- WHILE reading content, highlight vivid imagery, key phrases, descriptive passages, notable quotes, and anything else the jumps out at you. Take quick notes or do a quick doodle in the margin if something comes to mind.
– Go find supplementary material, if necessary, to help you parse the content. If you’re doing a cover illustration for War and Peace, it may be helpful to read online discussions, dissertations, reviews, and such. The internet makes this VERY EASY.
Step 4. START WITH WORDS.
- Starting with words is quicker and more fluid because the concepts do not exist as solid representations or images yet. They make the concepts easier to manipulate.
- Use the words you isolated in Step 3 as a foundation. From here, really open your mind and think of it as a game of word association. Metaphors, symbols, verbs, colours, random thoughts and connections… they’re all important, so jot them down. Do not think in specific solutions (but if one pops in your head, make a note of it).
Step 5: ADD IMAGES.
- We think of ourselves as creative people, but the reality is that Nature is way more bizarre and interesting than anything we can come up with. Does your picture involve fish? Research variations. Does the story take place in the Texan desert? Gather some photos. You may see something in one of them that triggers a great idea (who knew cacti could look like that?).
– Try Google Image Search, GettyImages, Corbis, and Flickr. Books too (although I realize time is often short). Remember! You are drawing elements from these sources. Not transcribing or copying.
Step 6: MIX.
- By this point, you probably have some good leads as what looks interesting/what you’d like to explore. Your head is fully in the content. You’ve isolated what is important to communicate. Here are a few things to help you flesh out some usable ideas:
Combine words from the word list, even if the combinations seem strange. Unexpectedness is good.
Do character sketches. Many of them. Look at the word list and perhaps use some of the adjectives/concepts to guide your characterizations.
Sometimes thinking of COMPOSITION or DESIGN first can be helpful. Draw a thumbnail of the pleasing composition or gesture. Assign details to shapes.
Is colour very important? Build a composition to highlight it.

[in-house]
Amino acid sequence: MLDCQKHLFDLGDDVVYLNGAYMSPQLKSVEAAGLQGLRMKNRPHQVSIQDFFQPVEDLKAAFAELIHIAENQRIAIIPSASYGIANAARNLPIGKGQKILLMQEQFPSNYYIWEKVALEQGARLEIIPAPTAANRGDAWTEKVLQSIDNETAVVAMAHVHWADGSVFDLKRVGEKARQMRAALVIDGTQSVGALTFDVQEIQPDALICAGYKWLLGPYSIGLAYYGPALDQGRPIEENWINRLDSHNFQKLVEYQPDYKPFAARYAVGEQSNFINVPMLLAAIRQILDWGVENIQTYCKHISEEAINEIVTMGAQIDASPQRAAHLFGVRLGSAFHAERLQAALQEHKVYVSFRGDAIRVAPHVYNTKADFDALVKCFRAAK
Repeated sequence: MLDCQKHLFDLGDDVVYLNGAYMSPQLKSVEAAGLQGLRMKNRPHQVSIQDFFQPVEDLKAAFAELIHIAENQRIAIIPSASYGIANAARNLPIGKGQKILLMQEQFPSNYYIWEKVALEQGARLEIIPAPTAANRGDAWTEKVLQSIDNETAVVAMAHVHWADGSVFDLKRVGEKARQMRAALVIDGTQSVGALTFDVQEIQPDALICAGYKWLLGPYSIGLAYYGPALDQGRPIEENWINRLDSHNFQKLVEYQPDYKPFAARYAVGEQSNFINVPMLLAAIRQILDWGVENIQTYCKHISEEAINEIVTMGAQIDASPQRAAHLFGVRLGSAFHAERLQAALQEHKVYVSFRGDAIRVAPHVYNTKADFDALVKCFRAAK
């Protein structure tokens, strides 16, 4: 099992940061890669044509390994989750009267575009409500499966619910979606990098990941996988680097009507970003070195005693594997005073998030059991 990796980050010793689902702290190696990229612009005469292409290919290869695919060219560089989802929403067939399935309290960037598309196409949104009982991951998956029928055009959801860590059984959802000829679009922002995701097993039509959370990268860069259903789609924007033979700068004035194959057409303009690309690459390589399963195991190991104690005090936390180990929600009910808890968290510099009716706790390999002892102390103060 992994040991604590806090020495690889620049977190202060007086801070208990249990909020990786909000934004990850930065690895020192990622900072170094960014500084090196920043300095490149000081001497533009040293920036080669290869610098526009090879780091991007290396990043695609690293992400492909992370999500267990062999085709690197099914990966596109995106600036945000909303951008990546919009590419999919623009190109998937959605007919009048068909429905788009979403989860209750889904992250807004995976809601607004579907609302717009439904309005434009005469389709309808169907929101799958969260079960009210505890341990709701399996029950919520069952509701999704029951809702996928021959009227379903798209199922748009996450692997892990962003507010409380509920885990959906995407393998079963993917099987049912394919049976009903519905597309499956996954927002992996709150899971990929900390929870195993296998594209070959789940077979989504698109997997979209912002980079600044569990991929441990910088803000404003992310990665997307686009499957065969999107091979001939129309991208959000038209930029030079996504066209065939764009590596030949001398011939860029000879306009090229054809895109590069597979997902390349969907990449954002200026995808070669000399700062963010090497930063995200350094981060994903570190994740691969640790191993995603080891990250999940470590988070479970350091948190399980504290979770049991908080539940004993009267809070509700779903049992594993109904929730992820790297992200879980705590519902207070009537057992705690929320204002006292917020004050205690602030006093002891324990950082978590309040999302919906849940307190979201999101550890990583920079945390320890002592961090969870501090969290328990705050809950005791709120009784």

Look back into your Reference folder for inspiration. Sometimes you can fit your material to an existing design, colour scheme, etc.
Step 7. BUILD UP THUMBNAILS TO FINISHED SKETCHES.
- The Art Director is infinitely thankful for your research and process steps. They are going to provide her with a unique and interesting final product. But she does NOT want see them (however, I will sometimes include a reference photo to say, “this is the colour scheme I’m thinking of.”) EDIT your ideas, distill them into legible sketches, in the format.
This is my process. Everyone works differently, and maybe there are some fabulous steps out there I have yet to discover. But it’s a very standard way of generating ideas (which is just a fancy of way of “getting the juices flowing”). Try some of these techniques and think of it as an experimenting with concepts as you would experiment with paint. Everyone’s personal style and interests will dictate the exact process (a little less words, a little more character development, for example). One could argue that Step 1 is actually the most important.
Thursday, April 2, 2009
Wednesday, April 1, 2009
The first two-dimensional drawings that exist by humans include contour lines. This language of line is so familiar to us that we almost forget that they are entirely a human convention-- the description of edges in shorthand. Illustration often relies on it heavily-- often reducing an entire idea to black lines, or using line work as the primary structure. So this is where we start, dear students of a fresh quarter, thinking about and wrangling with line.